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So What Does It Take For Someone To Buy A Book?

That's a question every writer, agent, and publisher wants to know. Those professionals have oftentimes spent a ton of money trying to figure it out. Over the last few years, with the advent of self-publishing, I've asked that question of myself over and over.

Tip: It's not a WRITER'S first job actually to ask what will sell a book. It's a writer's job to figure out what the writer wants to write. You can build a case for writing what is "potentially" successful based on current sales out there, but even if you're write, making yourself write a novel for purely mercenary reasons is incredibly hard.

A writer has to WANT to write a book. There's no escaping that.

We're going to look at things from the buyer's perspective, though.

There's a book I noticed when it first came out in July 2013:

The thing that first interested me, of course, was the long, leggy woman on the cover. I happen to like those kinds of covers. I grew up with them when I was a kid and a young man haunting used book stores and embarking on the education I needed to become a working writer.

Covers like those by Robert McGinnis, who is totally legendary in his field, come to mind every time I think of crime fiction. Or long, leggy women.

So the book had that going for it. Also, another thing, totally out of everyone's control (unless David Gordon is NOT the author's true name) is that on first blush, I read the name as DAVID GOODIS, another legend in the field of crime fiction from those days.

So when I found out the novel was NOT by David Goodis, I was less inclined to pick it up, but I was still curious. I read the synopsis and was further intrigued.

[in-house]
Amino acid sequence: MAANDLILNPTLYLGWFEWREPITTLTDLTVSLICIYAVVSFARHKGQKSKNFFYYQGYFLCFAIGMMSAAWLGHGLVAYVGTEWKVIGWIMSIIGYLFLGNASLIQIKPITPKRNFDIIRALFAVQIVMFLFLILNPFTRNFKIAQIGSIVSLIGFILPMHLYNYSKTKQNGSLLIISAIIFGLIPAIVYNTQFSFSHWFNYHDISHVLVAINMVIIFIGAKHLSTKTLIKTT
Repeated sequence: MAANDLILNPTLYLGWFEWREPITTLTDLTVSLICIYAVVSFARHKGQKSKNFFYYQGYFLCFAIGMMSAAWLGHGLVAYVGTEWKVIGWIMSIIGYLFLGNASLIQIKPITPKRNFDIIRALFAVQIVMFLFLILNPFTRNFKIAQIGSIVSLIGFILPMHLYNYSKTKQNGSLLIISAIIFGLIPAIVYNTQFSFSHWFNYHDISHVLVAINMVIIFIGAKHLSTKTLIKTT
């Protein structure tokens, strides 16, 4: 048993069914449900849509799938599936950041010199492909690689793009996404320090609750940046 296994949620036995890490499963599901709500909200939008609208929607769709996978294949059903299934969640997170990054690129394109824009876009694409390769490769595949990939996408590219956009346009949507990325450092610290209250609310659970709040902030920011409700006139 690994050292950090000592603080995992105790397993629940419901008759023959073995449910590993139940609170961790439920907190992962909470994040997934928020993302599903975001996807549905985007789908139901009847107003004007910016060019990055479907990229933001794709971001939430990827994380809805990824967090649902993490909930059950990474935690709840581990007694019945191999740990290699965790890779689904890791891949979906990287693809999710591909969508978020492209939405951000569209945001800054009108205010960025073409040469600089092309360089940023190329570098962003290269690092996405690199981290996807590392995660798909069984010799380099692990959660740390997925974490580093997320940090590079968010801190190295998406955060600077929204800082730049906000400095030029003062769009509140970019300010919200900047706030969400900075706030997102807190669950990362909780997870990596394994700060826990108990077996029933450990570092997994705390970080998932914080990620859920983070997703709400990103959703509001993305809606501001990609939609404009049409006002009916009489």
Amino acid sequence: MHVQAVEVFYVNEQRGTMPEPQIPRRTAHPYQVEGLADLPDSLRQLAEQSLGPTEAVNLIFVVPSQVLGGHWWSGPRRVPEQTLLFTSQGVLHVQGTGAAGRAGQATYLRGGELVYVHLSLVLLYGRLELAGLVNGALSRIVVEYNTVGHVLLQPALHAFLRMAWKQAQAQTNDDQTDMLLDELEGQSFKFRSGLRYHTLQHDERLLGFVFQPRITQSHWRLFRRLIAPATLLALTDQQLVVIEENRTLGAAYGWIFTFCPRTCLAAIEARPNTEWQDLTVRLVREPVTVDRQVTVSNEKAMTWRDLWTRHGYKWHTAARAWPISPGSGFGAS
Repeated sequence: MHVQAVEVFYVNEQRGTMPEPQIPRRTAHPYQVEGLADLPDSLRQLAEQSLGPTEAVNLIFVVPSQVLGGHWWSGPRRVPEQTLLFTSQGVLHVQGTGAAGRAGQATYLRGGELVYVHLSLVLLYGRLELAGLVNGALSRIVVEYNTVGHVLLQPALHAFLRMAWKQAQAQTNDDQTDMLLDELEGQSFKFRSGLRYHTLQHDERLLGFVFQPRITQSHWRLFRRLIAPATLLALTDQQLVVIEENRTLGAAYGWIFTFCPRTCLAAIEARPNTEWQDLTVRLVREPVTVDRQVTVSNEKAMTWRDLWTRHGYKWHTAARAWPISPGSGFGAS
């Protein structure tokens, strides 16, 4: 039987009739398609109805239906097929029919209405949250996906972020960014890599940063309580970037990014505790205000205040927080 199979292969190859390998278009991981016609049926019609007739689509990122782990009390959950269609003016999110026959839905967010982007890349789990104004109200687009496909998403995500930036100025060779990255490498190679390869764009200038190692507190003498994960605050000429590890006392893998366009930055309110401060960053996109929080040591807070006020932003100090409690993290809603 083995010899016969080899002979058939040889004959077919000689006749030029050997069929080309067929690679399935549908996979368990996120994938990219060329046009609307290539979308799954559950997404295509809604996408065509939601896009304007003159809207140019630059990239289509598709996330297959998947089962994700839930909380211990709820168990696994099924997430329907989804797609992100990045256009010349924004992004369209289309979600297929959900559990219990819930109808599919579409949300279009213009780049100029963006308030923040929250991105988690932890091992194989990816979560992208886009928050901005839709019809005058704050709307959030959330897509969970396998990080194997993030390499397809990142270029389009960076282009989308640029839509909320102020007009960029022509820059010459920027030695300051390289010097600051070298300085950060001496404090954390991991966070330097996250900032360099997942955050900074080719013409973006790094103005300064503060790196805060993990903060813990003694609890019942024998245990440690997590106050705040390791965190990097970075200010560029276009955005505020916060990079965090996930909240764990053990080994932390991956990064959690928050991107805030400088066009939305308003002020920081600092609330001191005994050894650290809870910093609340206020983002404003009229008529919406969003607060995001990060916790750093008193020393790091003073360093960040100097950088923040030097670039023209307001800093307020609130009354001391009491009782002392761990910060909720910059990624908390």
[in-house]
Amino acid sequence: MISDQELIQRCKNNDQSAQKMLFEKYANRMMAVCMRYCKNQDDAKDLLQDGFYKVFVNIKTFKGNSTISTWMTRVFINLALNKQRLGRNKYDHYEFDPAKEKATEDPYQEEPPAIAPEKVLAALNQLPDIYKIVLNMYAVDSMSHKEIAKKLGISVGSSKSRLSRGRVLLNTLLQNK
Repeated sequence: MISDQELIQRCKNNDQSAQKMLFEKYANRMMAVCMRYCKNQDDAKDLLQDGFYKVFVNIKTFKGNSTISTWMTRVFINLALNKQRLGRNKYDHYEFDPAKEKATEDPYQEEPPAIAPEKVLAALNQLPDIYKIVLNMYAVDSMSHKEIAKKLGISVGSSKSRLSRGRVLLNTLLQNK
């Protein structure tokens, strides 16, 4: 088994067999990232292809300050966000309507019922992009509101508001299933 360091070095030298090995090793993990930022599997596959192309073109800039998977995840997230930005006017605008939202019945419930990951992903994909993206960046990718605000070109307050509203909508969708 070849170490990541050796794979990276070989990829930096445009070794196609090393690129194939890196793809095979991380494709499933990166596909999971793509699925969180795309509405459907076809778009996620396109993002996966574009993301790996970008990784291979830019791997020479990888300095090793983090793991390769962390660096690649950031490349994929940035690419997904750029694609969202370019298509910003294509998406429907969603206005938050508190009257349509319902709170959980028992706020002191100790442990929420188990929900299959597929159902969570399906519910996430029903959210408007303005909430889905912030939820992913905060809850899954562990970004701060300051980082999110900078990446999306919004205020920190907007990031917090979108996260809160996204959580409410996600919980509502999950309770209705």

"When Sam Kornberg’s wife, Lala, walks out on him, he’s an unemployed used-book store clerk and failed experimental novelist with a broken heart. Desperate to win her back, he takes a job as assistant detective to the enigmatic Solar Lonsky, a private eye who might be an eccentric and morbid genius or just a morbidly obese madman.

It’s a simple tail job, following a beautiful and mysterious lady around L.A., but Sam soon finds himself helplessly falling for his quarry and hopelessly entangled in a murder case involving Satanists, succubi, underground filmmakers, Hollywood bigshots, Mexican shootouts, video-store geekery, and sexy doppelgangers from beyond the grave. A case that highlights the risks of hardcore reading and mourns the death of the novel—or perhaps just the decline of Western Civilization.

Mystery Girl is a thriller about the dangers of marriage and a detective story about the unsolvable mysteries of love, art, and other people."

I still wasn't sold, but I was curious. So this was an almost sale. The "eccentric and morbid genius or just a morbidly obese madman" made me think of Nero Wolfe and Archie Goodwin, the heroes of Rex Stout's wonderful series.

I'm pretty sure that was an unfair comparison, but I'm not always in control of my imagination. I'm just responsible for what I do with it.

Unfortunately, back in 2013, I DIDN'T pick up the book. I was curious, saw some familiar touchstones, but the price point stopped me. The book was just too expense for an unknown quantity. Also, I don't believe it was an ebook at the time, and, quite frankly, I'm all out of shelf space.